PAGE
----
Euthyphro's Argument Analysis

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Socrates and Euthyphro meet at the Agora, and begin discussing what brings them to the king-archons court. Euthyphro begins telling Socrates, that he is bringing a case against his father who murdered a servant. Socrates is astounded that Euthyphro is bringing an indictment against his father, and asks for wisdom concerning a statement of piety so that he may fight his own accusations impiety. Euthyphro first proposes that “What is dear to the gods is pious, what is not is impious.” Socrates examines the argument and concludes that the gods “like what each of them considers beautiful, good, and just, and hate the opposites of these.” Furthermore what is loved by one god is hated by another, thus disproving the argument made by Euthyphro because…show more content…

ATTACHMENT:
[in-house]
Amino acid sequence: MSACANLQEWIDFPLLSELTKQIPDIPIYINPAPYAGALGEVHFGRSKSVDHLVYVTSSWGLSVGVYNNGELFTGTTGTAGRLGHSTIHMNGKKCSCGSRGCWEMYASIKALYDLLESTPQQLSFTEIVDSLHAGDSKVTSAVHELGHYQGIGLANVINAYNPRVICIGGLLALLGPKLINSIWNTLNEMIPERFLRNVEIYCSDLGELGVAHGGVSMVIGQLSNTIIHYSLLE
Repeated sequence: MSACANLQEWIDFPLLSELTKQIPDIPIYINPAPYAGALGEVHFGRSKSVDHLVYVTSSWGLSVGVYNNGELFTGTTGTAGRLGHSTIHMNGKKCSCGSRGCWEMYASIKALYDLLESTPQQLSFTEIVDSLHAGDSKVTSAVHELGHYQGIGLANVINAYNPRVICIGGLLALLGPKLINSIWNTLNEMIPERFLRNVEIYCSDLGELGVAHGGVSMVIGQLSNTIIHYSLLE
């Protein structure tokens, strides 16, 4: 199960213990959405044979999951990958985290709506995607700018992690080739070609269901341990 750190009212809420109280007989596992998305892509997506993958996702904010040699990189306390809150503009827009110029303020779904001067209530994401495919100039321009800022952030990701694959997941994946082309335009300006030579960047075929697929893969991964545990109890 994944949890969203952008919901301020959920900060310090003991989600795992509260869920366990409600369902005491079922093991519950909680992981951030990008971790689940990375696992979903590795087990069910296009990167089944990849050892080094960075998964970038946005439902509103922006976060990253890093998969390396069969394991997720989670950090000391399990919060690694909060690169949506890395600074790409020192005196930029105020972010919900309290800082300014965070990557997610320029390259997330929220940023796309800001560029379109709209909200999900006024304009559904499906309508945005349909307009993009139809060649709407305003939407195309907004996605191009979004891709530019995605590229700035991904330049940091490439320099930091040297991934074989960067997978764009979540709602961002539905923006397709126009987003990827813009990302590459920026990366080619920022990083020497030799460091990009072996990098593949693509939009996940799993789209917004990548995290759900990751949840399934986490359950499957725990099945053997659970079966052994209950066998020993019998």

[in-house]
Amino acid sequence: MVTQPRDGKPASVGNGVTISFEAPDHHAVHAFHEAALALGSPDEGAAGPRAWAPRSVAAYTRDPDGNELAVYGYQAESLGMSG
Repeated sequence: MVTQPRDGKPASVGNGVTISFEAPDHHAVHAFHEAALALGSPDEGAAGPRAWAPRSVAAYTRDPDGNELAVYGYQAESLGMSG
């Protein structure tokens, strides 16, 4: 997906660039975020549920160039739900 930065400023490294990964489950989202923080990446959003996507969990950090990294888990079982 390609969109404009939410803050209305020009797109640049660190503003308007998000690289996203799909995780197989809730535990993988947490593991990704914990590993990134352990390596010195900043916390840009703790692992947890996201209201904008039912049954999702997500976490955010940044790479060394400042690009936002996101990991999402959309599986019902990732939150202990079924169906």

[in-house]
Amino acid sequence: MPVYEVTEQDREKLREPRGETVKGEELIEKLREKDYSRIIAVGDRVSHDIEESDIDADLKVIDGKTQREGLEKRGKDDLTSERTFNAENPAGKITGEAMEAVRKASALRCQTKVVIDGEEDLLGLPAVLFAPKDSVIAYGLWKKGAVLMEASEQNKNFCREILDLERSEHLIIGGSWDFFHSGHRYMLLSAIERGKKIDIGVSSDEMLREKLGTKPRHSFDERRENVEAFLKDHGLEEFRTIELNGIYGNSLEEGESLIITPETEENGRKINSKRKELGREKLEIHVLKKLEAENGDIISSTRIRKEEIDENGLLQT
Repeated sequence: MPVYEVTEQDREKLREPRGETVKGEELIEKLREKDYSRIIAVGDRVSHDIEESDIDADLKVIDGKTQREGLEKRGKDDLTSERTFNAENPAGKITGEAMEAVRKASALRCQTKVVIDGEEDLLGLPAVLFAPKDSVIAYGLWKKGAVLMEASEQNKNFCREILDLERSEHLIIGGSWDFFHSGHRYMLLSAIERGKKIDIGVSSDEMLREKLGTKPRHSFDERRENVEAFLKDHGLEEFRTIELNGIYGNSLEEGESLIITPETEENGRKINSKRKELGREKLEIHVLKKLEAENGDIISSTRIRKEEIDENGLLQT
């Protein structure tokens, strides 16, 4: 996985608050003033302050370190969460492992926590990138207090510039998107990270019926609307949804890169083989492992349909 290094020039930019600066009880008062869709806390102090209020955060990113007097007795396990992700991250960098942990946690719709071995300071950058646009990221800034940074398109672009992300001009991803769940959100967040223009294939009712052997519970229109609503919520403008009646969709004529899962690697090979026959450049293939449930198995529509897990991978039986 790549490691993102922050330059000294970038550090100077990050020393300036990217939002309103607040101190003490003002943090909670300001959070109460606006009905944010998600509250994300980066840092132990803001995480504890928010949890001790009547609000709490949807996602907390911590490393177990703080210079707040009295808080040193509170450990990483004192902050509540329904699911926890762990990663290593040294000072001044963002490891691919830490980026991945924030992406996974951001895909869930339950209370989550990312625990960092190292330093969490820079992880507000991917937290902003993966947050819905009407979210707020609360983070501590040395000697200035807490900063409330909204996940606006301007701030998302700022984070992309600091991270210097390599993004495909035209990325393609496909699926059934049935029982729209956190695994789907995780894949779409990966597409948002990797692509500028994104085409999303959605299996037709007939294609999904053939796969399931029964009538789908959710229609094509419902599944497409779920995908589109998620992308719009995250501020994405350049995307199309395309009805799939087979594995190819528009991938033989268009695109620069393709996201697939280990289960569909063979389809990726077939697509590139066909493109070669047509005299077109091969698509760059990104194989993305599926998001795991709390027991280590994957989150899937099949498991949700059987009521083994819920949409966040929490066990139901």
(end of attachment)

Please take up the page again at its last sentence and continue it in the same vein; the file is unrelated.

To refute this, Socrates asks Euthyphro “Is the pious being loved by the gods because it is pious, or is it pious because it is being loved by the gods.” This brings to mind the concept of causality proposed by Immanuel Kant, so the question arises, who loves who, do the gods love the people because they are pious or do the people love the gods because they are the gods, and it is pious to love the gods. Causality tells us that event A causes event B, which is an effect, it should also be mentioned that event B cannot come before event A. Socrates further complicates the matter by stating, “nor is something carried because it is something carried, but it is something carried because it is being carried” in this case the carried thing is changed because it is carried
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